Transforming Organizer-Funder Learning Partnerships
Years ago, when I was an organizer-in-training in New England, my organizing director would call me each evening to reflect together on the day’s work. We’d celebrate our successes, unpack the day’s challenges, and discuss what to do differently tomorrow – how we could get more volunteers in the office, reach more community members, or build a volunteer’s ability to lead a team. These daily conversations were foundational to my growth as an organizer. It was in those discussions that I deepened and honed my understanding of organizing.
Engage in organizing for any period of time and you’ll find that ongoing learning is core to the practice. Organizers regularly engage in individual and collective reflection to identify what is working, what is not, and how to adjust to accomplish goals and adapt to changing conditions. The real-time and emergent learning that happens in organizing often takes the form of storytelling and reflective discussion, enabling organizers to be nimble while remaining grounded in the democratic and relational foundations of organizing.
That said, how organizers learn – their ways of knowing – tend to diverge from the dominant approaches in the evaluation and philanthropic sectors that emphasize objectivity, rigor, quantitative measures, and evaluative expertise.
In recent years, our team at Grassroots Solutions has witnessed increased philanthropic interest in organizing as well as an authentic desire from funders and evaluators to conduct learning and evaluation projects that have value and relevance to the organizers they fund. However, the disconnect between foundation and organizer learning practices means that funders and evaluators often struggle to meet organizers where they are and to orient to the relational, emergent, “nontraditional” ways that organizers learn. As a result, we have witnessed that the discrepancy in learning, coupled with the inherent power imbalance between funders and organizers, often forces organizers to adapt to funders’ learning and evaluation priorities and practices.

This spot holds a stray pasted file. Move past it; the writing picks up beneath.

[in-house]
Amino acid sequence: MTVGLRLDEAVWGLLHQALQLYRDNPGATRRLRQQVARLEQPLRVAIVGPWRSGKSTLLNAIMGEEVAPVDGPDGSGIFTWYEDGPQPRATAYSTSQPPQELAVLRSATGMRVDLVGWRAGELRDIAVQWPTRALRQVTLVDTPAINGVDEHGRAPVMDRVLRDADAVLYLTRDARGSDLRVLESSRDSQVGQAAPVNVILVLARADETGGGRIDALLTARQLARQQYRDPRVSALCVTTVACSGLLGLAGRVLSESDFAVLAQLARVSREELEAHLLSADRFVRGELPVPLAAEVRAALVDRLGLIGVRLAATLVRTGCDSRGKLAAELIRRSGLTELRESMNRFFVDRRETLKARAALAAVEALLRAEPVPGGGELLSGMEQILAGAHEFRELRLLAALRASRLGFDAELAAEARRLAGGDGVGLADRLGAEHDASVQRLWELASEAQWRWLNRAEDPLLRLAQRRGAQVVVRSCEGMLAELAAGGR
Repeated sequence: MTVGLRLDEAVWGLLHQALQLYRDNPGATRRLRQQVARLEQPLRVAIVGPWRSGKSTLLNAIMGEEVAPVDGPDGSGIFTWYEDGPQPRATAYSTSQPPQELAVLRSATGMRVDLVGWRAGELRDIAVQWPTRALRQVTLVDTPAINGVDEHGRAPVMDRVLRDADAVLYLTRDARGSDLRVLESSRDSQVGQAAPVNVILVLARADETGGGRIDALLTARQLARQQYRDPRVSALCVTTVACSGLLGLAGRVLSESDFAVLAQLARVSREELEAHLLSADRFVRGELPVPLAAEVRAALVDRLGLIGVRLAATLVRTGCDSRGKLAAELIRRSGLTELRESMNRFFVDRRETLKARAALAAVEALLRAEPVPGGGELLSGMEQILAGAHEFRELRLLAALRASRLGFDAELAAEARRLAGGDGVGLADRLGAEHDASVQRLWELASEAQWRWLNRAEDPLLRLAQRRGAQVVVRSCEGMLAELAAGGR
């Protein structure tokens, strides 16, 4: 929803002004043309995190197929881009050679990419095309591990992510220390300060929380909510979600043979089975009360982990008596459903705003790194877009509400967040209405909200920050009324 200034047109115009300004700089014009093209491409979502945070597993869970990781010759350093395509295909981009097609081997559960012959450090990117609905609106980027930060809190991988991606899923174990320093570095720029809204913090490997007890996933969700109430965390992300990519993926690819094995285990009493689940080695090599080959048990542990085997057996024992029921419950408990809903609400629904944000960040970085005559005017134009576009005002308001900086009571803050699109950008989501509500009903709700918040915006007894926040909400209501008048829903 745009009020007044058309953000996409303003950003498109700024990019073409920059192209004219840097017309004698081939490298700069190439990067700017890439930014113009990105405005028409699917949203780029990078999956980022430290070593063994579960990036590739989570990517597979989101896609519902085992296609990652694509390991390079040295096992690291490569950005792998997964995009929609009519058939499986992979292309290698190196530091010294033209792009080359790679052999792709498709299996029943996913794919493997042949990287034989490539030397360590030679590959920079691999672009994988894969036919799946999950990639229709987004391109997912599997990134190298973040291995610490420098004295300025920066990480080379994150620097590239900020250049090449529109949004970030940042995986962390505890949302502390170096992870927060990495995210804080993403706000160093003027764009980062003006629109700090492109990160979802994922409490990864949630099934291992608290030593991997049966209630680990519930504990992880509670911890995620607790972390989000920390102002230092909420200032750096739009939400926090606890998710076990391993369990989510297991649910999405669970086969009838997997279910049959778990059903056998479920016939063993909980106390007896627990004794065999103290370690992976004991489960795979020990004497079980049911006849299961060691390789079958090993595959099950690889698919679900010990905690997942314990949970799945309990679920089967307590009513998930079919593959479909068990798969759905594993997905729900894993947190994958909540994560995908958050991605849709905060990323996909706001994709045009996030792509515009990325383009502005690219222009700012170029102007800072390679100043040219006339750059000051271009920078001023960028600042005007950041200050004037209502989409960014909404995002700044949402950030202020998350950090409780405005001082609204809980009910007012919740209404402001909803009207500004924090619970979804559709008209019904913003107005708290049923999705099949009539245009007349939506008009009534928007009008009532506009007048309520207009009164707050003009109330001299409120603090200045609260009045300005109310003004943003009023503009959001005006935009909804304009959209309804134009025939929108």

Over the next year, Grassroots Solutions, with support from The California Endowment, is conducting a field-building project to help bridge the divide between organizer and funder learning practices. The Organizer Learning Project aims to support funders, researchers, and evaluators to better orient their learning partnerships to the interests and practices of organizers. We hope to deepen what we know about organizer learning and reimagine how funders and evaluators engage with organizers on learning projects. We are guided by a central question: If funders and evaluators centered the learning practices and interests of community organizers, how would that change their approach to learning projects and partnerships with organizers?